A Field Guide to Coffee Bars in Barcelona,  Spain,  The Bean

A Shining Light for Generations of Coffee Lovers

Cafés El Magnífico
Carrer de l’Argenteria
Beans on the Menu: More than forty different varieties and blends worldwide to suit the most discerning of palettes plus a wide variety of speciality tea
Crutch Compatibility:
Sins muletas, con cojera (without crutches, with limp)
Caffeine delivery method:
Freshly roasted Tunki filter coffee. Also purchased: 250g Espresso Virtuoso Mezcla (Brazil, Nicaragua, Colombia, India), 250g Ethiopian Harrar Boldgrain
Hit to the wallet:
Music Playing: No jukebox required
Website: www.cafeselmagnifico.com

Señor Salvador Sans is a fast-talking Catalan who is serious about coffee. You could say that it runs through the veins. Well it certainly has been running in the bloodline for generations since his grandfather first started to roast coffee on the streets of the Barrio El Born district back in 1919. But during the three decades of Franco’s dictatorship (1939-1975), coffee was sadly a luxury only enjoyed by the extremely wealthy and the business of roasting and selling coffee was banned under the regime. Yet, the time-honoured skills and knowledge were defiantly – and bravely – passed down from one generation to the next. Now the third and current owner, Salvador, who inherited the business from his father in the early nineties, is faithfully keeping this family tradition alive.

From these humble beginnings that began on the corner of the narrow Carrer d’en Rosic almost a century ago, the family business has grown beyond recognition. Cafés El Magnífico now trades behind the warm glow of its stained glass window which delicately frames the shop front on the bustling L’Agenteria. Located near the magnificent lofty columns of the medieval Basilica Santa Maria del Mar, this welcoming boutique-like coffee shop serves and sells some of the – if not the – best beans in town.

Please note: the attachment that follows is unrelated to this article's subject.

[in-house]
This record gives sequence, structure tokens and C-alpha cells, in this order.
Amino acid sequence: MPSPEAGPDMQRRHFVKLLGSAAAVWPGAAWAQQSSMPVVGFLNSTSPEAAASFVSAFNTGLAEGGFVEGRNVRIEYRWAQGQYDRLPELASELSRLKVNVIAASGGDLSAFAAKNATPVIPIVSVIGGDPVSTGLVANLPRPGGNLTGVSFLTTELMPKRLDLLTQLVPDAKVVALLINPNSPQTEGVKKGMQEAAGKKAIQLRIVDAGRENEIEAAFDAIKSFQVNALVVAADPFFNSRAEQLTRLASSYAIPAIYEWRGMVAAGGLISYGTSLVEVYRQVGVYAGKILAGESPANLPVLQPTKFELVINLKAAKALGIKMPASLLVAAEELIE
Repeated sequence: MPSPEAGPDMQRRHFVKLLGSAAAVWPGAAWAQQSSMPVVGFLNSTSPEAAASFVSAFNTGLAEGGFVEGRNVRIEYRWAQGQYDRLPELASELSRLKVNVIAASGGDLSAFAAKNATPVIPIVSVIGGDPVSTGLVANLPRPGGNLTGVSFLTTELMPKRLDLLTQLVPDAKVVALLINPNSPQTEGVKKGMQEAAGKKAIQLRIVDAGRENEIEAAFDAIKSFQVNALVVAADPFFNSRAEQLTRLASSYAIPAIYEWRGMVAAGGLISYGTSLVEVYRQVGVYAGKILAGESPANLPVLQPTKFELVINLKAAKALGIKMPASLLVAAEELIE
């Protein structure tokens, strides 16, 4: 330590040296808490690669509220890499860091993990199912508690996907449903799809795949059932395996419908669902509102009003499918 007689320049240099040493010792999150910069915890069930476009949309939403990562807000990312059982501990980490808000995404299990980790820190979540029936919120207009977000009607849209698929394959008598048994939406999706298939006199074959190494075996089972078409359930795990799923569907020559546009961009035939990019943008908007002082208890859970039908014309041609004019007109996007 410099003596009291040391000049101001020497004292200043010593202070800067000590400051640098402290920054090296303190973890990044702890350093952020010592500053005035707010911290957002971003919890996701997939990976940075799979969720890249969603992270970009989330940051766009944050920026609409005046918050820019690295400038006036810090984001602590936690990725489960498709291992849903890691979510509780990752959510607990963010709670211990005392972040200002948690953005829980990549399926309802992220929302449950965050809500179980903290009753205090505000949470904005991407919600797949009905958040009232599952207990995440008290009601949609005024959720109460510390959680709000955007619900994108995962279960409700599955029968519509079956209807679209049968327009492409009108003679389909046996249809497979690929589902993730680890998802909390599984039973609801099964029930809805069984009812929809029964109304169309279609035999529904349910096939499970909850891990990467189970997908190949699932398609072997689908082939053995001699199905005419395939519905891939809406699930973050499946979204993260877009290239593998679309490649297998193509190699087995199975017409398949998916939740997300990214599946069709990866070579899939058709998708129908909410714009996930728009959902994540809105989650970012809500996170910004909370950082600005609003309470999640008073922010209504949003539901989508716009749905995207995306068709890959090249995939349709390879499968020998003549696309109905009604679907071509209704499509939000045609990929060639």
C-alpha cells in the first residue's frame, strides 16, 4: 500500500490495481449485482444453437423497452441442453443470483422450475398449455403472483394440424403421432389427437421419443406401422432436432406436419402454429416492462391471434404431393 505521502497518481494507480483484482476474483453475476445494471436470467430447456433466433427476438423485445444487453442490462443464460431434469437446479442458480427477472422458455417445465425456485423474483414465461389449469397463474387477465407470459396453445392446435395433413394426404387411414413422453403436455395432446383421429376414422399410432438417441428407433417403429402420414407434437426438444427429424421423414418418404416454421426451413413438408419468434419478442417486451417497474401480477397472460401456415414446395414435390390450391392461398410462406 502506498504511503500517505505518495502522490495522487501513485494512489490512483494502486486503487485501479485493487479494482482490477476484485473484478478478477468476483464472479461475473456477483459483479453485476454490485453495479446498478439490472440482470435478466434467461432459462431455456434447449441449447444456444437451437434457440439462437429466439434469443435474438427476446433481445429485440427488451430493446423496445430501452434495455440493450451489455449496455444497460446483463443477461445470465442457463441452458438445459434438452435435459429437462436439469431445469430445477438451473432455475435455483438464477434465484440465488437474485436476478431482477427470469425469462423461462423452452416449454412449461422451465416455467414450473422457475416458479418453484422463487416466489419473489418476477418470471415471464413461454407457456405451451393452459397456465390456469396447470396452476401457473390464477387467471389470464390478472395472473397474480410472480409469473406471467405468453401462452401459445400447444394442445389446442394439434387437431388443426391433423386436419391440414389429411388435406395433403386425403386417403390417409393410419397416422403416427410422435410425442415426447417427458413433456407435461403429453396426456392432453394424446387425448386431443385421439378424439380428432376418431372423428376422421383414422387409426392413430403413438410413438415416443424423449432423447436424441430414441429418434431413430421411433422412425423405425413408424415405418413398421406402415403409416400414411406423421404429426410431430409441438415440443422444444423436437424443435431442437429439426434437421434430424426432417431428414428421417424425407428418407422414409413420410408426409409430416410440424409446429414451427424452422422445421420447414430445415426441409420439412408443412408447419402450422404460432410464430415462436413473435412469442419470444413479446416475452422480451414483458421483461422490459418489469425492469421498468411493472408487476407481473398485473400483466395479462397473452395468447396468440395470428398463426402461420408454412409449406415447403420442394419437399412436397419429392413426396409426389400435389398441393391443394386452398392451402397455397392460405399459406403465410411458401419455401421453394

“You want to see some coffee being roasted?” Salvador asks without giving a moment’s pause for a response. “Let me show you where it all first started,” he says before leading the way at a brisk enough pace for my, now crutch-unaided ankle, to just about keep up with. Within a few moments we arrive at the worn wooden doors of the old premises and he leads me down into the basement to introduce me to the Vittoria roasting machine which still bares the scars of a fire just three years-ago. Operated by roastmaster Iván from Cuba, it was just finishing off a morning batch of Arabica coffee beans from Timor. “They’re not ready yet,” said Salvador as he inspected the bag of newly roasted beans, “they need at least another 48 hours for the aroma to fully come through.”

Within a matter of minutes, we were on the street again and back on the pace towards the distribution ‘nerve-centre’ of the business. It is a spacious half-cum warehouse, half-cum art gallery with framed coffee sacks from all over the world hanging on the walls; each printed with the distinct ‘coffee art’ of the grower. Sacks from Papua New Guinea, India, Brazil, Costa Rica, Nicaragua, and Panama are just some of the artworks on display. The aroma inside the high-ceiling storehouse is infused with a heavenly mix of coffee and speciality teas that are carefully being hand packed and sealed, ready for delivery to the 200 plus – and growing – book of clients.